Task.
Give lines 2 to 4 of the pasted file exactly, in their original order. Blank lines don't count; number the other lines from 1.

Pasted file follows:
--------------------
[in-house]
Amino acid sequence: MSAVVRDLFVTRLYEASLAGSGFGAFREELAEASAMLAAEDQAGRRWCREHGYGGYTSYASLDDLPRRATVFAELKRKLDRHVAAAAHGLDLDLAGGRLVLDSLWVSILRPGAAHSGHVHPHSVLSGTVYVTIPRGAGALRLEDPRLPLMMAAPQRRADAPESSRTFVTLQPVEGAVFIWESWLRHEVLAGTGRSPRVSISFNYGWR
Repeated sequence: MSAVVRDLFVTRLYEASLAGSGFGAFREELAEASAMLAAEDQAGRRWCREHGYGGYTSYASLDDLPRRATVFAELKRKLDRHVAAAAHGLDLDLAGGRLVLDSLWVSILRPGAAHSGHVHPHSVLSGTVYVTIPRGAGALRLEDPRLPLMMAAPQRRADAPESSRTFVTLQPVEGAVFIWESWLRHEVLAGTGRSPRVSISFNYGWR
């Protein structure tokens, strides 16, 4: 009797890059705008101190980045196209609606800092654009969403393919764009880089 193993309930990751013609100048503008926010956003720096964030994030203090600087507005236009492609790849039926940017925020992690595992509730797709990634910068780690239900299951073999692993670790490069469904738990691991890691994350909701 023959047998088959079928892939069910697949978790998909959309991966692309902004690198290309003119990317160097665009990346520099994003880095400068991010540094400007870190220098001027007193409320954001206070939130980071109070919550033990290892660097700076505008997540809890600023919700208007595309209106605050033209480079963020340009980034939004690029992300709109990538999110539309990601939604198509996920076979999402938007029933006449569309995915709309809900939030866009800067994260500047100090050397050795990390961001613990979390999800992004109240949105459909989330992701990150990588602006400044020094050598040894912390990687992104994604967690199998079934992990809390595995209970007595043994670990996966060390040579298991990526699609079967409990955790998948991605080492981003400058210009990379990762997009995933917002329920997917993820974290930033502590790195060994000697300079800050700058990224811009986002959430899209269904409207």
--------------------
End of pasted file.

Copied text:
Amino acid sequence: MSAVVRDLFVTRLYEASLAGSGFGAFREELAEASAMLAAEDQAGRRWCREHGYGGYTSYASLDDLPRRATVFAELKRKLDRHVAAAAHGLDLDLAGGRLVLDSLWVSILRPGAAHSGHVHPHSVLSGTVYVTIPRGAGALRLEDPRLPLMMAAPQRRADAPESSRTFVTLQPVEGAVFIWESWLRHEVLAGTGRSPRVSISFNYGWR
Repeated sequence: MSAVVRDLFVTRLYEASLAGSGFGAFREELAEASAMLAAEDQAGRRWCREHGYGGYTSYASLDDLPRRATVFAELKRKLDRHVAAAAHGLDLDLAGGRLVLDSLWVSILRPGAAHSGHVHPHSVLSGTVYVTIPRGAGALRLEDPRLPLMMAAPQRRADAPESSRTFVTLQPVEGAVFIWESWLRHEVLAGTGRSPRVSISFNYGWR
């Protein structure tokens, strides 16, 4: 009797890059705008101190980045196209609606800092654009969403393919764009880089 193993309930990751013609100048503008926010956003720096964030994030203090600087507005236009492609790849039926940017925020992690595992509730797709990634910068780690239900299951073999692993670790490069469904738990691991890691994350909701 023959047998088959079928892939069910697949978790998909959309991966692309902004690198290309003119990317160097665009990346520099994003880095400068991010540094400007870190220098001027007193409320954001206070939130980071109070919550033990290892660097700076505008997540809890600023919700208007595309209106605050033209480079963020340009980034939004690029992300709109990538999110539309990601939604198509996920076979999402938007029933006449569309995915709309809900939030866009800067994260500047100090050397050795990390961001613990979390999800992004109240949105459909989330992701990150990588602006400044020094050598040894912390990687992104994604967690199998079934992990809390595995209970007595043994670990996966060390040579298991990526699609079967409990955790998948991605080492981003400058210009990379990762997009995933917002329920997917993820974290930033502590790195060994000697300079800050700058990224811009986002959430899209269904409207």